Friday, March 28, 2014

The Necessary War

Historian Niall Ferguson has been peddling the line for many years now that WW1 was a strategic blunder from a British perspective because 1 million men died, the economy was destroyed, WW1 led to WW2 and here we are 100 years later with German domination of Europe anyway. Its a neat argument but I think fallacious. Andrew Roberts has written about what a German victory in WW1 would have meant for Europe and this documentary below by Max Hastings also presents a good counter argument. The BBC ran it the same night as Ferguson's documentary arguing his case (alas that one isn't on youtube otherwise I would have included it here too). ... I find Hastings' argument not just more convincing but also, naturally, more personally significant. My grandfather (my mum's dad) fought on the Western front for 4 years and saw dozens of friends killed around him. It would be unnerving to think that all of that death and destruction was ultimately for nothing. Maybe it was, but I'm not convinced.

40 comments:

John McFetridge said...

My son is studying WWI in high school and he showed me this:

http://themetapicture.com/if-wwi-was-a-bar-fight/

I guess the question is, is all domination the same?

Dana King said...

I'm about 2/3 of the way through Max Hastings's history of World War II, INFERNO. A wonderful book, with many things I, as an American, had no idea of. (Such as how England treated the non-white nations of its Empire.)

That has little to do with the topics ta hand, but I saw Hastings's name and, given what I've read so far, am given to accepting his point of view. No one gets a pass from him in INFERNO.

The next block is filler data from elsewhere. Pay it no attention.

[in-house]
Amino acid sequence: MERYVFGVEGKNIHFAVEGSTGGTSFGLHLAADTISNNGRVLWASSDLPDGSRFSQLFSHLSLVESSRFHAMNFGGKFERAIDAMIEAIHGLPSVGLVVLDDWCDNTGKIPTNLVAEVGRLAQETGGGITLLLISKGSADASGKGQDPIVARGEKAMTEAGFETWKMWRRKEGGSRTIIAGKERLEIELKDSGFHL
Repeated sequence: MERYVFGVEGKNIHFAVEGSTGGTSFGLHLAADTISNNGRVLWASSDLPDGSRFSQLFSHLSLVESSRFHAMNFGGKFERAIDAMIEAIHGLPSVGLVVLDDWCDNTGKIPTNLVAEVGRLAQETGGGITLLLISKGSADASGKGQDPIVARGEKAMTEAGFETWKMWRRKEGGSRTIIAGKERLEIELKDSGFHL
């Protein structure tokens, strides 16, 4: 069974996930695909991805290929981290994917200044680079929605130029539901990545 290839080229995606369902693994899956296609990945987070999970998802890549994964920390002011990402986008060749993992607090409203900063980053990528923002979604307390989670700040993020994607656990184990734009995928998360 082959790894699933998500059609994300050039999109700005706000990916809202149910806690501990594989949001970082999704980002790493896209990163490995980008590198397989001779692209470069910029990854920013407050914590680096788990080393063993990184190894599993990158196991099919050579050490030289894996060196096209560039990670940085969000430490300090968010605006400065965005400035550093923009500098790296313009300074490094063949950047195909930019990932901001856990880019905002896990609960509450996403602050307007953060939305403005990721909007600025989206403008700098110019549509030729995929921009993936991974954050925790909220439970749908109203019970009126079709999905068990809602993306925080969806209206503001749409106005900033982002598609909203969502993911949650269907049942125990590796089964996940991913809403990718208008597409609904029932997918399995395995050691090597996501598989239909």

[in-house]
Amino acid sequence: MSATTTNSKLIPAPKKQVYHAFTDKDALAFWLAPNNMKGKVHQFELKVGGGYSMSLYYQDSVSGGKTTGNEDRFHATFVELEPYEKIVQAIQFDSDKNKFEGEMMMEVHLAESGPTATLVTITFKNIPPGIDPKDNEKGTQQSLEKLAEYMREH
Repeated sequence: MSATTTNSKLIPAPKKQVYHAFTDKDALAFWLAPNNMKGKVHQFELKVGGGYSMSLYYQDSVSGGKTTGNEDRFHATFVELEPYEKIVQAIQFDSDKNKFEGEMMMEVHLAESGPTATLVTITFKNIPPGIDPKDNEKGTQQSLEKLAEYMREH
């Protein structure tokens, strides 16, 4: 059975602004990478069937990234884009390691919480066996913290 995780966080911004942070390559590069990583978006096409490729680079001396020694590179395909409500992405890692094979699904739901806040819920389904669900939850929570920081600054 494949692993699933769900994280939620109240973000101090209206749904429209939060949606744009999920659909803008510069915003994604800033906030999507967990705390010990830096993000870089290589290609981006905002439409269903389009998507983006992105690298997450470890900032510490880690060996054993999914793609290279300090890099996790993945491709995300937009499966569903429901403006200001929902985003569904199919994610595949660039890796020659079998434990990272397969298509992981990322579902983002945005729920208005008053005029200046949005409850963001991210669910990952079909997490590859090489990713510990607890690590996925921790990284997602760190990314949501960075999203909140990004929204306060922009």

Alan said...

Adrian,I read Hastings tome "Catastrophe"and I agree a "Greater Germany "stretching from the Ukraine to France would have end the dream of the French Revolution i.e. "Liberty,Equality and Fraternity."It would have relegated the Anglophone "Democracies" to small limited trade nations.If one looks at the German extirpations in Southwest Africa we get a taste of the Kaiser's plans for a "Greater Reich." Germany's plan to invade via a neutral Belgium was laid out quite early and clearly. Furthermore German eyes on Austro-Hungary's lands were clear to all. Revisonism sells books and tends to make Hitler merely an anomaly of history.Best Alan

Brendan O'Leary said...

My mum's father was in WW1 as well. Got a medal at Passchendaele for killing Germans got wounded, sent back to the front, then killed more Germans and got another medal. Lived to be 93 so I knew him quite well - but we only found out about the medals after he died. He was saving us from this apparently: http://www.migrationheritage.nsw.gov.au/cms/wp-content/uploads/2011/04/New-Australia-Map-3.jpg - g'day there in Zeppelinburg.